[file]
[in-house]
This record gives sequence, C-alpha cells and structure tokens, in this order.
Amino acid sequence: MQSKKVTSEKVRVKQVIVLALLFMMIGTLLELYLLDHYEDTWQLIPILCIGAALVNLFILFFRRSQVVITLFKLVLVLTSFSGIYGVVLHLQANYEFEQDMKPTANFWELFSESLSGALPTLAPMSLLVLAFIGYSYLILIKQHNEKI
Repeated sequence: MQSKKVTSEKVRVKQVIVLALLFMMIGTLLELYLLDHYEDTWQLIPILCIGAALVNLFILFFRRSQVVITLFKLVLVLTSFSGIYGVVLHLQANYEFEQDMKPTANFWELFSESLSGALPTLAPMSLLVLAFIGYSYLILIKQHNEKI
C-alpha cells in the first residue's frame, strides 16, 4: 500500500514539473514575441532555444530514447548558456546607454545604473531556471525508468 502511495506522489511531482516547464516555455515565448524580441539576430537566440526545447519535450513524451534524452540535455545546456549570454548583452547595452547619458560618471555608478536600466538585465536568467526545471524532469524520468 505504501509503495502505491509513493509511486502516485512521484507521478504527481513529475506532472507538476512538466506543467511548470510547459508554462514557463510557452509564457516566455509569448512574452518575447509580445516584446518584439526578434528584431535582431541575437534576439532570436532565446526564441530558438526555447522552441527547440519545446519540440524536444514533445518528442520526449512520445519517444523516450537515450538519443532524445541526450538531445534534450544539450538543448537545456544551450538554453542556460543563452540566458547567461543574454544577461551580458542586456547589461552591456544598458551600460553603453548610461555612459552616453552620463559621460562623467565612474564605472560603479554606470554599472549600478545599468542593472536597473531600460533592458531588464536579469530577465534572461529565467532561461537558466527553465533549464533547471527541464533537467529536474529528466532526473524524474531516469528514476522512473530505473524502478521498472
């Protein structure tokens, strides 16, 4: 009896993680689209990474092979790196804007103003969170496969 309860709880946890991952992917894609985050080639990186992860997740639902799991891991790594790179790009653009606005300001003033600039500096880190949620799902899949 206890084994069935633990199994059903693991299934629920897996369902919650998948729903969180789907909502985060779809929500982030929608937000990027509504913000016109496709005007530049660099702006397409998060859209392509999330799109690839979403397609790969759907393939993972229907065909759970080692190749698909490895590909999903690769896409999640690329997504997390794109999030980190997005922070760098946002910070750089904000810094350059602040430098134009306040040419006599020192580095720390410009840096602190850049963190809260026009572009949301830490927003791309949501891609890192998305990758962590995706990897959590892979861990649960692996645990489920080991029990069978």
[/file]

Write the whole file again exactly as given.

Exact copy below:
[in-house]
This record gives sequence, C-alpha cells and structure tokens, in this order.
Amino acid sequence: MQSKKVTSEKVRVKQVIVLALLFMMIGTLLELYLLDHYEDTWQLIPILCIGAALVNLFILFFRRSQVVITLFKLVLVLTSFSGIYGVVLHLQANYEFEQDMKPTANFWELFSESLSGALPTLAPMSLLVLAFIGYSYLILIKQHNEKI
Repeated sequence: MQSKKVTSEKVRVKQVIVLALLFMMIGTLLELYLLDHYEDTWQLIPILCIGAALVNLFILFFRRSQVVITLFKLVLVLTSFSGIYGVVLHLQANYEFEQDMKPTANFWELFSESLSGALPTLAPMSLLVLAFIGYSYLILIKQHNEKI
C-alpha cells in the first residue's frame, strides 16, 4: 500500500514539473514575441532555444530514447548558456546607454545604473531556471525508468 502511495506522489511531482516547464516555455515565448524580441539576430537566440526545447519535450513524451534524452540535455545546456549570454548583452547595452547619458560618471555608478536600466538585465536568467526545471524532469524520468 505504501509503495502505491509513493509511486502516485512521484507521478504527481513529475506532472507538476512538466506543467511548470510547459508554462514557463510557452509564457516566455509569448512574452518575447509580445516584446518584439526578434528584431535582431541575437534576439532570436532565446526564441530558438526555447522552441527547440519545446519540440524536444514533445518528442520526449512520445519517444523516450537515450538519443532524445541526450538531445534534450544539450538543448537545456544551450538554453542556460543563452540566458547567461543574454544577461551580458542586456547589461552591456544598458551600460553603453548610461555612459552616453552620463559621460562623467565612474564605472560603479554606470554599472549600478545599468542593472536597473531600460533592458531588464536579469530577465534572461529565467532561461537558466527553465533549464533547471527541464533537467529536474529528466532526473524524474531516469528514476522512473530505473524502478521498472
């Protein structure tokens, strides 16, 4: 009896993680689209990474092979790196804007103003969170496969 309860709880946890991952992917894609985050080639990186992860997740639902799991891991790594790179790009653009606005300001003033600039500096880190949620799902899949 206890084994069935633990199994059903693991299934629920897996369902919650998948729903969180789907909502985060779809929500982030929608937000990027509504913000016109496709005007530049660099702006397409998060859209392509999330799109690839979403397609790969759907393939993972229907065909759970080692190749698909490895590909999903690769896409999640690329997504997390794109999030980190997005922070760098946002910070750089904000810094350059602040430098134009306040040419006599020192580095720390410009840096602190850049963190809260026009572009949301830490927003791309949501891609890192998305990758962590995706990897959590892979861990649960692996645990489920080991029990069978």